Carl Packman is a writer, researcher and blogger. He is the author of the forthcoming book Loan Sharks to be released by Searching Finance. He has previously published in the Guardian, Tribune Magazine, The Philosopher's Magazine and the International Journal for Žižek Studies.

Photo: Getty Images
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I'm far from convinced by Cameron's plans for Syria

The Prime Minister has a plan for when the bombs drop. But what about after?

In the House of Commons today, the Prime Minister set out a powerful case for Britain to join air strikes against Isil in Syria.  Isil, he argued, poses a direct threat to Britain and its people, and Britain should not be in the business of “outsourcing our security to our allies”. And while he conceded that further airstrikes alone would not be sufficient to beat Isil, he made the case for an “Isil first” strategy – attacking Isil now, while continuing to do what we can diplomatically to help secure a lasting settlement for Syria in which Assad (eventually) plays no part.

I agreed with much of David Cameron’s analysis. And no-one should doubt either the murderous barbarism of Isil in the region, or the barbarism they foment and inspire in others across the world.  But at the end of his lengthy Q&A session with MPs, I remained unconvinced that UK involvement in airstrikes in Syria was the right option. Because the case for action has to be a case for action that has a chance of succeeding.  And David Cameron’s case contained neither a plan for winning the war, nor a plan for winning the peace.

The Prime Minister, along with military experts and analysts across the world, concedes that air strikes alone will not defeat Isil, and that (as in Iraq) ground forces are essential if we want to rid Syria of Isil. But what is the plan to assemble these ground forces so necessary for a successful mission?  David Cameron’s answer today was more a hope than a plan. He referred to “70,000 Syrian opposition fighters - principally the Free Syrian Army (FSA) – with whom we can co-ordinate attacks on Isil”.

But it is an illusion to think that these fighters can provide the ground forces needed to complement aerial bombardment of Isil.  Many commentators have begun to doubt whether the FSA continues to exist as a coherent operational entity over the past few months. Coralling the myriad rebel groups into a disciplined force capable of fighting and occupying Isil territory is a heroic ambition, not a plan. And previous efforts to mobilize the rebels against Isil have been utter failures. Last month the Americans abandoned a $500m programme to train and turn 5,400 rebel fighters into a disciplined force to fight Isil. They succeeded in training just 60 fighters. And there have been incidents of American-trained fighters giving some of their US-provided equipment to the Nusra Front, an affiliate of Al Qaeda.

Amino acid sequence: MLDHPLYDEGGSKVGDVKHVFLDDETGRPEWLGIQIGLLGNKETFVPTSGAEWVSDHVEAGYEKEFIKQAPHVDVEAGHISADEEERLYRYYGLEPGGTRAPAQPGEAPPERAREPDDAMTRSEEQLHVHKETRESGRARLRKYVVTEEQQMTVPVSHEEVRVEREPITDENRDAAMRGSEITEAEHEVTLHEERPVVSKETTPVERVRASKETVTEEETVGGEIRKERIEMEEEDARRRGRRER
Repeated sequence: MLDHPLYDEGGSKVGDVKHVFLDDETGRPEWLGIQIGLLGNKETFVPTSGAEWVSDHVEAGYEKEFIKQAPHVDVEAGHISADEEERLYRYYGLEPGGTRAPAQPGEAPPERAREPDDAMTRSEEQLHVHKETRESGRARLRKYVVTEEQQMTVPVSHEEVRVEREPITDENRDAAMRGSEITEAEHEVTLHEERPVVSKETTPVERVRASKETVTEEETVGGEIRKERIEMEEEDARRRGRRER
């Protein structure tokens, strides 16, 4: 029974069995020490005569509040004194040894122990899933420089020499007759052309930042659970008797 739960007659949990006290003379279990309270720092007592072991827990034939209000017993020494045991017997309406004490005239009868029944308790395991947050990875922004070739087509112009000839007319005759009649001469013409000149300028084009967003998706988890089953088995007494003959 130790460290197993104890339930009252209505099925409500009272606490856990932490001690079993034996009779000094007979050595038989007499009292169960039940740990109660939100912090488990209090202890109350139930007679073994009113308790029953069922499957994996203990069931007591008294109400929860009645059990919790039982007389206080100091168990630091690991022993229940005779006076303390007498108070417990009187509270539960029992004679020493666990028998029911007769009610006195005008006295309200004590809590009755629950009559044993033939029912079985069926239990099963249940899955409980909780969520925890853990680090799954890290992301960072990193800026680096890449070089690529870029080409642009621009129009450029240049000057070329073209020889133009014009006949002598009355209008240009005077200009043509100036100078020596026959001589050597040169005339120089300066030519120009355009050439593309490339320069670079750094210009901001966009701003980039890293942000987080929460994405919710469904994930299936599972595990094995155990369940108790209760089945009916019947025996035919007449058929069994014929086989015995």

Why has it proven so hard to co-opt rebel forces in the fight against Isil? Because most of the various rebel groups are fighting a war against Assad, not against Isil.  Syria’s civil war is gruesome and complex, but it is fundamentally a Civil War between Assad’s forces and a variety of opponents of Assad’s regime. It would be a mistake for Britain to base a case for military action against Isil on the hope that thousands of disparate rebel forces can be persuaded to change their enemy – especially when the evidence so far is that they won’t.

This is a plan for military action that, at present, looks highly unlikely to succeed.  But what of the plan for peace? David Cameron today argued for the separation of the immediate task at hand - to strike against Isil in Syria – from the longer-term ambition of achieving a settlement in Syria and removing Assad.  But for Isil to be beaten, the two cannot be separated. Because it is only by making progress in developing a credible and internationally-backed plan for a post-Assad Syria that we will persuade Syrian Sunnis that fighting Isil will not end up helping Assad win the Civil War.  If we want not only to rely on rebel Sunnis to provide ground troops against Isil, but also provide stable governance in Isil-occupied areas when the bombing stops, progress on a settlement to Syria’s Civil War is more not less urgent.  Without it, the reluctance of Syrian Sunnis to think that our fight is their fight will undermine the chances of military efforts to beat Isil and bring basic order to the regions they control. 

This points us towards doubling down on the progress that has already been made in Vienna: working with the USA, France, Syria’s neighbours and the Gulf states, as well as Russia and Iran. We need not just a combined approach to ending the conflict, but the prospect of a post-war Syria that offers a place for those whose cooperation we seek to defeat Isil. No doubt this will strike some as insufficient in the face of the horrors perpetrated by Isil. But I fear that if we want not just to take action against Isil but to defeat them and prevent their return, it offers a better chance of succeeding than David Cameron’s proposal today. 

Stewart Wood is a former Shadow Cabinet minister and adviser to Ed Miliband. He tweets as @StewartWood.